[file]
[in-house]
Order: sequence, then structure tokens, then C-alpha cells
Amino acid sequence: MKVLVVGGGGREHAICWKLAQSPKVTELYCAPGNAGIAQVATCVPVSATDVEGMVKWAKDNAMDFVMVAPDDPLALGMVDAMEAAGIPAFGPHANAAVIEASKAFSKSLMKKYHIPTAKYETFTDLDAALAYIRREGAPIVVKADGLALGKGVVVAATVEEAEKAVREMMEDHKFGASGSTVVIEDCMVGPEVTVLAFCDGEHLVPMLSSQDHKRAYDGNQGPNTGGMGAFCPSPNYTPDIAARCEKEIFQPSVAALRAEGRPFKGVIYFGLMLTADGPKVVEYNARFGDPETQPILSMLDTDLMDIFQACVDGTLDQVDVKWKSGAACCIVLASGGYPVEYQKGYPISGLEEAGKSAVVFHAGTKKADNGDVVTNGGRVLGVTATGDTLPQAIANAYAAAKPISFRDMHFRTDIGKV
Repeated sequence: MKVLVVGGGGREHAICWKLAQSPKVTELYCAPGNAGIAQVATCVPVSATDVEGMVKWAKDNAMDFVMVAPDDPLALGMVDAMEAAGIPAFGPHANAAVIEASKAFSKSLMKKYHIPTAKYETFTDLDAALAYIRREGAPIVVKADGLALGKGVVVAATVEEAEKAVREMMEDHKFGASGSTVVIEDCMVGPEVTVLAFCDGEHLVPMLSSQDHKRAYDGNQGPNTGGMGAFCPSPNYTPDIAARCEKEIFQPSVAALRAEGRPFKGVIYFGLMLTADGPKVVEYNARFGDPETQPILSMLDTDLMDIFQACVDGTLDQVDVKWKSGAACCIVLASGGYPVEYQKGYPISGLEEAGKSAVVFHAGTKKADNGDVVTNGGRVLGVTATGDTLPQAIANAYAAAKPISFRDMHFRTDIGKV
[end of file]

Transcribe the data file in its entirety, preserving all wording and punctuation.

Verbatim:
[in-house]
Order: sequence, then structure tokens, then C-alpha cells
Amino acid sequence: MKVLVVGGGGREHAICWKLAQSPKVTELYCAPGNAGIAQVATCVPVSATDVEGMVKWAKDNAMDFVMVAPDDPLALGMVDAMEAAGIPAFGPHANAAVIEASKAFSKSLMKKYHIPTAKYETFTDLDAALAYIRREGAPIVVKADGLALGKGVVVAATVEEAEKAVREMMEDHKFGASGSTVVIEDCMVGPEVTVLAFCDGEHLVPMLSSQDHKRAYDGNQGPNTGGMGAFCPSPNYTPDIAARCEKEIFQPSVAALRAEGRPFKGVIYFGLMLTADGPKVVEYNARFGDPETQPILSMLDTDLMDIFQACVDGTLDQVDVKWKSGAACCIVLASGGYPVEYQKGYPISGLEEAGKSAVVFHAGTKKADNGDVVTNGGRVLGVTATGDTLPQAIANAYAAAKPISFRDMHFRTDIGKV
Repeated sequence: MKVLVVGGGGREHAICWKLAQSPKVTELYCAPGNAGIAQVATCVPVSATDVEGMVKWAKDNAMDFVMVAPDDPLALGMVDAMEAAGIPAFGPHANAAVIEASKAFSKSLMKKYHIPTAKYETFTDLDAALAYIRREGAPIVVKADGLALGKGVVVAATVEEAEKAVREMMEDHKFGASGSTVVIEDCMVGPEVTVLAFCDGEHLVPMLSSQDHKRAYDGNQGPNTGGMGAFCPSPNYTPDIAARCEKEIFQPSVAALRAEGRPFKGVIYFGLMLTADGPKVVEYNARFGDPETQPILSMLDTDLMDIFQACVDGTLDQVDVKWKSGAACCIVLASGGYPVEYQKGYPISGLEEAGKSAVVFHAGTKKADNGDVVTNGGRVLGVTATGDTLPQAIANAYAAAKPISFRDMHFRTDIGKV